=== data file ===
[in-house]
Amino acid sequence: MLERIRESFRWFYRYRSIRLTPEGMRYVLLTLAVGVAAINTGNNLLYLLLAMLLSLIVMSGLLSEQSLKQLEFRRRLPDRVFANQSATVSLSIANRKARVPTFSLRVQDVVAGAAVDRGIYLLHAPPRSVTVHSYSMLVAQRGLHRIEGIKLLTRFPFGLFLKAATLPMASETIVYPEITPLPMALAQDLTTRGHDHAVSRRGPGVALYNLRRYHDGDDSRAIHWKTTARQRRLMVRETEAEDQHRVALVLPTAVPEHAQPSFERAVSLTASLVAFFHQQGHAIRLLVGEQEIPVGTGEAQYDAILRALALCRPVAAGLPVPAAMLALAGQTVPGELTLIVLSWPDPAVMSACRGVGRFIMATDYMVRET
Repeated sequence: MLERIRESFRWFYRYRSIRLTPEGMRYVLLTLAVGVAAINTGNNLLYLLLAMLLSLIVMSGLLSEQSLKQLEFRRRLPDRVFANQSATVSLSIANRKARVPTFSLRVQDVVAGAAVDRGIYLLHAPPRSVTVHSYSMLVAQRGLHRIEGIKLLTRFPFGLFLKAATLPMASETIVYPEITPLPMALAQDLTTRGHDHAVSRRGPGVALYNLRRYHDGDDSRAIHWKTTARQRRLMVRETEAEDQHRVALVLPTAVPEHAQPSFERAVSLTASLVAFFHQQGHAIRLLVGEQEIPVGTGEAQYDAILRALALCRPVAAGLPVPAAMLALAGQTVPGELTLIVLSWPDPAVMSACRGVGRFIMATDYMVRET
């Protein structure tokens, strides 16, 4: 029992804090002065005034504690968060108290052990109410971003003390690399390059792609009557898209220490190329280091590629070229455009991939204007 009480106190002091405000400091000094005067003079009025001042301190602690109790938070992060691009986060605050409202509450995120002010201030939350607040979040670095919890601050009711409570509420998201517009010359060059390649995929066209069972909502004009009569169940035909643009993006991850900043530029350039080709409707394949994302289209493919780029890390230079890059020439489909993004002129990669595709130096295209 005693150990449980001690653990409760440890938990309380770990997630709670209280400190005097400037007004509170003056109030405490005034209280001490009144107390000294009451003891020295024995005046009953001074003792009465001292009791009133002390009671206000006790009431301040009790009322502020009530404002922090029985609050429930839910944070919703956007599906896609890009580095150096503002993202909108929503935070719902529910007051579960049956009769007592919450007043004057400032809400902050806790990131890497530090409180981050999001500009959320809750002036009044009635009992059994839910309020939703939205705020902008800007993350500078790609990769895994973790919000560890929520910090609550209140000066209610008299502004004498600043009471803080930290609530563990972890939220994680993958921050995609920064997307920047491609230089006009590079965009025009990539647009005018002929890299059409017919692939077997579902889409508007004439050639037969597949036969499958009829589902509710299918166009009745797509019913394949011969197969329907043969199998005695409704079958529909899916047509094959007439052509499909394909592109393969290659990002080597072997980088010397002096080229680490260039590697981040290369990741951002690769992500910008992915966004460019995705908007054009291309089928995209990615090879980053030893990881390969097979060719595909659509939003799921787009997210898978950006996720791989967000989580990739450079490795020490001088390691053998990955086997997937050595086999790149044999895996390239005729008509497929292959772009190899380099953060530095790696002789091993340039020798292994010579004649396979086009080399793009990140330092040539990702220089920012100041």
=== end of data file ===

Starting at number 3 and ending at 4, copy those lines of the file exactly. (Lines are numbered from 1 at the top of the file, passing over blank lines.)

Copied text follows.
Repeated sequence: MLERIRESFRWFYRYRSIRLTPEGMRYVLLTLAVGVAAINTGNNLLYLLLAMLLSLIVMSGLLSEQSLKQLEFRRRLPDRVFANQSATVSLSIANRKARVPTFSLRVQDVVAGAAVDRGIYLLHAPPRSVTVHSYSMLVAQRGLHRIEGIKLLTRFPFGLFLKAATLPMASETIVYPEITPLPMALAQDLTTRGHDHAVSRRGPGVALYNLRRYHDGDDSRAIHWKTTARQRRLMVRETEAEDQHRVALVLPTAVPEHAQPSFERAVSLTASLVAFFHQQGHAIRLLVGEQEIPVGTGEAQYDAILRALALCRPVAAGLPVPAAMLALAGQTVPGELTLIVLSWPDPAVMSACRGVGRFIMATDYMVRET
């Protein structure tokens, strides 16, 4: 029992804090002065005034504690968060108290052990109410971003003390690399390059792609009557898209220490190329280091590629070229455009991939204007 009480106190002091405000400091000094005067003079009025001042301190602690109790938070992060691009986060605050409202509450995120002010201030939350607040979040670095919890601050009711409570509420998201517009010359060059390649995929066209069972909502004009009569169940035909643009993006991850900043530029350039080709409707394949994302289209493919780029890390230079890059020439489909993004002129990669595709130096295209 005693150990449980001690653990409760440890938990309380770990997630709670209280400190005097400037007004509170003056109030405490005034209280001490009144107390000294009451003891020295024995005046009953001074003792009465001292009791009133002390009671206000006790009431301040009790009322502020009530404002922090029985609050429930839910944070919703956007599906896609890009580095150096503002993202909108929503935070719902529910007051579960049956009769007592919450007043004057400032809400902050806790990131890497530090409180981050999001500009959320809750002036009044009635009992059994839910309020939703939205705020902008800007993350500078790609990769895994973790919000560890929520910090609550209140000066209610008299502004004498600043009471803080930290609530563990972890939220994680993958921050995609920064997307920047491609230089006009590079965009025009990539647009005018002929890299059409017919692939077997579902889409508007004439050639037969597949036969499958009829589902509710299918166009009745797509019913394949011969197969329907043969199998005695409704079958529909899916047509094959007439052509499909394909592109393969290659990002080597072997980088010397002096080229680490260039590697981040290369990741951002690769992500910008992915966004460019995705908007054009291309089928995209990615090879980053030893990881390969097979060719595909659509939003799921787009997210898978950006996720791989967000989580990739450079490795020490001088390691053998990955086997997937050595086999790149044999895996390239005729008509497929292959772009190899380099953060530095790696002789091993340039020798292994010579004649396979086009080399793009990140330092040539990702220089920012100041």